DiscoverTokens with Lee C. Camp
Tokens with Lee C. Camp
Claim Ownership

Tokens with Lee C. Camp

Author: Tokens Media

Subscribed: 7,938Played: 17,700


The Tokens Podcast, hosted by Lee C. Camp, dares to do theology in public, around supposedly non-theological topics like society and politics, whether (or how) to be happy, habits and human flourishing; and music, books, the arts, and poetry. We refuse to be overbearing, while also not pretending like most people don’t care about faith, theology, and the traditions that form us. We promise to be non-partisan – neither right nor left nor even necessarily religious. This is another way of saying we commit to extending hospitality to those with divergent voices and convictions, welcoming poets and authors, theologians and activists, scientists and educators, musicians and writers and even politicians.
60 Episodes
A special episode reflecting on over a decade of Thanksgivings spent at Nashville’s historic Ryman auditorium, with some of our favorite performances, sketches, and memories which we’ve shared together. See for privacy information.
Robert P. Jones discusses the ways his research has led to a shocking conclusion: “If you take your average white American, and you add Christian identity, they move up the racism index, not down.” And such a confession, he says, is a necessary starting point before there can be any reconciliation. See for privacy information.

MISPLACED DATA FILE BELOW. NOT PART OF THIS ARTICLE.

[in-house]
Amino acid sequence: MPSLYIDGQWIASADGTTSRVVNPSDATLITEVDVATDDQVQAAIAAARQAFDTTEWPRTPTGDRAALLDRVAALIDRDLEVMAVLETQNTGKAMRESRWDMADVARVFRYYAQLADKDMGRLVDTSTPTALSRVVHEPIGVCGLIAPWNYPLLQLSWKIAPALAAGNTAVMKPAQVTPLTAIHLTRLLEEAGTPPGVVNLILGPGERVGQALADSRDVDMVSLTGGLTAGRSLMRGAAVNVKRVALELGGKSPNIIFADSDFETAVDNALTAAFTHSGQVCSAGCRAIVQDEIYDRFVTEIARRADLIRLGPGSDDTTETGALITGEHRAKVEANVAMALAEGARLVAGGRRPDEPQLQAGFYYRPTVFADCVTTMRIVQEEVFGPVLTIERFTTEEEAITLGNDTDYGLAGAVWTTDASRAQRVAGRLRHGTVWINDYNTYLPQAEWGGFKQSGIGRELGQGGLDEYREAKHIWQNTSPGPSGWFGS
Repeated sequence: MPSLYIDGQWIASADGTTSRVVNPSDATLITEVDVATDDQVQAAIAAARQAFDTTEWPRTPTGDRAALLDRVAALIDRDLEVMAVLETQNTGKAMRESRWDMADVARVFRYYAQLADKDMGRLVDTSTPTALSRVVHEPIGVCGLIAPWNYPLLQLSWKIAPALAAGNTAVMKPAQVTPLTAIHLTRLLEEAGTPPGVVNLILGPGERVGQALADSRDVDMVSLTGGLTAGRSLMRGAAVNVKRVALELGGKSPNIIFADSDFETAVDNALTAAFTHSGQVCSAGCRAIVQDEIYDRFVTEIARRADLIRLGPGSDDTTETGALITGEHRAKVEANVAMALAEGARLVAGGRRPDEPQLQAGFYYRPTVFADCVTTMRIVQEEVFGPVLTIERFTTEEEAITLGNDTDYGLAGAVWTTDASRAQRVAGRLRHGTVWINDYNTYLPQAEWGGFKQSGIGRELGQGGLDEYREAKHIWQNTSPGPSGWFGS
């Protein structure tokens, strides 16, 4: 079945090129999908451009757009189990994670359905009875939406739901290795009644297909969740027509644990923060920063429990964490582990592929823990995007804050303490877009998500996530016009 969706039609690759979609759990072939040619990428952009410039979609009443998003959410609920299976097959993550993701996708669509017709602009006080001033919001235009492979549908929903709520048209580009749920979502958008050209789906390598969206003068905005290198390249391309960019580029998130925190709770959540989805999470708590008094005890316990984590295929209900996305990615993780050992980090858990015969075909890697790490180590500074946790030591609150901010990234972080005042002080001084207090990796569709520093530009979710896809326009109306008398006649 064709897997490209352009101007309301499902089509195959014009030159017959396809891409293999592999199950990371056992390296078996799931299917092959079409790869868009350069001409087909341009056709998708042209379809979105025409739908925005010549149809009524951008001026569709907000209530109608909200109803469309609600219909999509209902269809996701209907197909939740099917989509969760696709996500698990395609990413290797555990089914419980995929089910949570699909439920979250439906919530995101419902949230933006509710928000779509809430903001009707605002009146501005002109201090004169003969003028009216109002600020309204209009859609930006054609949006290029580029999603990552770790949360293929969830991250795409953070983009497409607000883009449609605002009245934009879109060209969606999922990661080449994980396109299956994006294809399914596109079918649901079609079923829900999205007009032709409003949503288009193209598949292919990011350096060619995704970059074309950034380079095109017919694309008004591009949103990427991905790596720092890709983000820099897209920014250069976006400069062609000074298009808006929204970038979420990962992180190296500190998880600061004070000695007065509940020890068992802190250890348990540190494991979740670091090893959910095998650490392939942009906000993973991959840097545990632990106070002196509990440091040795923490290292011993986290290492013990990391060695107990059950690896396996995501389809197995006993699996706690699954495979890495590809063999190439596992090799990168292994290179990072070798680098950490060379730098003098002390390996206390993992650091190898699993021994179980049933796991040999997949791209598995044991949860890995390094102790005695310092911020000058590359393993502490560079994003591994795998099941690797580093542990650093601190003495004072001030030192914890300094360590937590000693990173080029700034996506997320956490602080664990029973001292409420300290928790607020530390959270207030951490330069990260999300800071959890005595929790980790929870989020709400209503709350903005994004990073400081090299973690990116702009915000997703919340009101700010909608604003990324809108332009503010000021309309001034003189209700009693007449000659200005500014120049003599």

“Most people are too busy to live emotionally healthy and spiritually vibrant lives.” In this episode, John Mark Comer discusses the importance of taking seriously spiritual formation in a culture of noise and speed; why willpower cannot do what we want it to do; and practical ways we might find and live the good, the true, and the beautiful. See for privacy information.
Father Greg Boyle, founder of Homeboy Industries, the world's largest gang-member rehabilitation program, in one of our most beautiful interviews to date. “You don't go to the margins to make a difference. You go to the margins so that the folks at the margins make you different." See for privacy information.
What role might race play in today’s ever-increasing gaps of social and economic inequality? And what might we be able to do about it? In this episode, Dr. Andre Churchwell explains how a life of cultivated virtue and diversity might be necessary to equip us to address such issues of injustice. See for privacy information.